Fahie steps down, resigns his seat

The content originally appeared on: News Americas Now

Black Immigrant Daily News

The content originally appeared on: The BVI Beacon

Almost seven months after former Premier Andrew Fahie was arrested in Florida and accused of conspiring to smuggle cocaine into the United States, he resigned his First District seat and said he had retired from politics as of last Thursday.

The announcement came five days before he was facing likely removal for missing too many HOA meetings without leave from Speaker of the House Corine George-Massicote.

During an HOA meeting last Thursday, Ms. George-Massicote read aloud a letter from Mr. Fahie that marked his first public statement since his April 28 arrest.

In the letter, the former premier did not mention the charges against him or apologise for his actions, but he wrote that “the bright and prosperous future of the modern-day Virgin Islands” requires a “laser” focus on unity rather than discord.

“Allow God time to do what only He does best with time, which is to be the only true and fair judge while healing all wounds,” wrote the ex-premier, who is under house arrest in Miami pending a trial scheduled for next year. “As the journey continues, our Virgin Islands must approach a future head-on, because the future is coming with or without our permission.”

Mr. Fahie also referenced the vision of the territory’s foreparents, the difficulties the territory faced during the Covid-19 pandemic, and the importance of being prepared for the challenges ahead.

HOA rules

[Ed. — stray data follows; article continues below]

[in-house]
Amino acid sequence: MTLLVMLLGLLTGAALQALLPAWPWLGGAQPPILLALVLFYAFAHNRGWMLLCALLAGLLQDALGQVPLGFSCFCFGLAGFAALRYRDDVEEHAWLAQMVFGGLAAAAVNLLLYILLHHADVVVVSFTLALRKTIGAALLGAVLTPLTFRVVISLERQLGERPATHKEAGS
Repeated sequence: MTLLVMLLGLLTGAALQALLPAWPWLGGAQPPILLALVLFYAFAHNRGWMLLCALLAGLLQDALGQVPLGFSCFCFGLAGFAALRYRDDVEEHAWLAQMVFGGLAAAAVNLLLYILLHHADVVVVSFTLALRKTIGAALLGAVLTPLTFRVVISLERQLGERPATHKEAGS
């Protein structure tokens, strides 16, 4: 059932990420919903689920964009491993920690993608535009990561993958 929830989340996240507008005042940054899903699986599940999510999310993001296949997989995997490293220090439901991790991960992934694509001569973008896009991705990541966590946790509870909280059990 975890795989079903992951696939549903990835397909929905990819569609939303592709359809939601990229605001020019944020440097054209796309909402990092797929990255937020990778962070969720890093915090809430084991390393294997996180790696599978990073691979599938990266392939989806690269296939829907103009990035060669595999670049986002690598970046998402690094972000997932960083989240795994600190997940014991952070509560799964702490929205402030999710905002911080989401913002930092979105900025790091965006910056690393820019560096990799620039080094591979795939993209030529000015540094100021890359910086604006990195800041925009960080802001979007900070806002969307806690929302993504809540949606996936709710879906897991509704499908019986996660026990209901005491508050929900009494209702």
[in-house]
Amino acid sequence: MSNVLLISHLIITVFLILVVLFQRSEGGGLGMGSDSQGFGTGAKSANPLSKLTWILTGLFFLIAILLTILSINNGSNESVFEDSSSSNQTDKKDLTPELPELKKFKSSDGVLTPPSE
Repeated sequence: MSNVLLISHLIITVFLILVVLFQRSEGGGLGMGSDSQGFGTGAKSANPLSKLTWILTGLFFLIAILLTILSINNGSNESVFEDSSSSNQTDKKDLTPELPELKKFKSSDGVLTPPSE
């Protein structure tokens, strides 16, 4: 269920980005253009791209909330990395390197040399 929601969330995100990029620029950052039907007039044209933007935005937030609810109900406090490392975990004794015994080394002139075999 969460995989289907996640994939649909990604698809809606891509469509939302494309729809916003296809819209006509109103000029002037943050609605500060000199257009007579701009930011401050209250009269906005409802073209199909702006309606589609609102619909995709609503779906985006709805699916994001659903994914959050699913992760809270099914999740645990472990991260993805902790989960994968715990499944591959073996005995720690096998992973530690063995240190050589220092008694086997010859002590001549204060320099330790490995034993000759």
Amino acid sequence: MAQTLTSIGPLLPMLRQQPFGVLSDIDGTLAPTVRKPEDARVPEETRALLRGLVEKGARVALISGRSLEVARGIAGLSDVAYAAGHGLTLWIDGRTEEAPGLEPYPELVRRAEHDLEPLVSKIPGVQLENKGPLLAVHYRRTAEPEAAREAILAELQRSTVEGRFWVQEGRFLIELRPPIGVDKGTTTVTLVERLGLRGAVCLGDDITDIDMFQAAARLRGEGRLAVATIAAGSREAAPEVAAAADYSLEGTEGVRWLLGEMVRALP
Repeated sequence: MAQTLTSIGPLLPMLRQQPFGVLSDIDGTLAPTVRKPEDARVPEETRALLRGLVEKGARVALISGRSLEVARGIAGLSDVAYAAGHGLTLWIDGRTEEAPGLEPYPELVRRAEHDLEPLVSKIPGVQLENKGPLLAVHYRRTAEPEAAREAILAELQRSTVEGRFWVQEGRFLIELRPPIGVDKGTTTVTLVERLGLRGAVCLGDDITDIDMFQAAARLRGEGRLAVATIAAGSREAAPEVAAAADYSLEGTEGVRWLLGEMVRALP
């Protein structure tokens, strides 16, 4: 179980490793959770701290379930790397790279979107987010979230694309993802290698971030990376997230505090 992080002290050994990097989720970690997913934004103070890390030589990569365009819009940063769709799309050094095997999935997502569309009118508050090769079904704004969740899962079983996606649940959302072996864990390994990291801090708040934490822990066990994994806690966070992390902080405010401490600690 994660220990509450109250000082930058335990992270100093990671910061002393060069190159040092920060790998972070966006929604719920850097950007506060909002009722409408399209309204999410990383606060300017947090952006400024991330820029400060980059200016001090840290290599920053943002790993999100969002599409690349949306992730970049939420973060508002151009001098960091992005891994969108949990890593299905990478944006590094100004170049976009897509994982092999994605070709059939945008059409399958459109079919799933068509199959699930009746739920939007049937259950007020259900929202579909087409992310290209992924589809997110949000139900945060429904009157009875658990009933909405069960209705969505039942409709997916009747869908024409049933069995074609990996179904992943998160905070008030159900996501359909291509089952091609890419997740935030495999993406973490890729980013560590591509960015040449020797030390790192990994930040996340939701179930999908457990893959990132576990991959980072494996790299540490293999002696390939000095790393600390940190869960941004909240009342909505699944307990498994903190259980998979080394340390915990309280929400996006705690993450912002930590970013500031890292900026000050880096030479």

If Mr. Fahie had not resigned, he likely would have lost his seat on Tuesday under rules that require elected HOA members to vacate their seat if absent for more than three consecutive sittings without the speaker’s leave.

In July, Ms. George-Massicote said she would not excuse any further absences from the HOA because of Mr. Fahie’s inability to attend due to his house arrest. A new sitting started on Tuesday.

23-year career

Mr. Fahie’s resignation marks the end of a 23-year career in politics.

He was first elected to the First District seat in 1999 at age 28, and he held it without interruption until his resignation last Thursday.

During that time, he served as health, education and welfare minister from 2000 to 2003 and education and culture minister from 2007 to 2011.

He was appointed premier in 2019 after leading the Virgin Islands Party to a sweeping victory in that year’s general election.

Ousted

However, HOA members ousted him from the premiership a week after his arrest, and he was replaced by his deputy, Dr. Natalio “Sowande” Wheatley, under the current National Unity Government.

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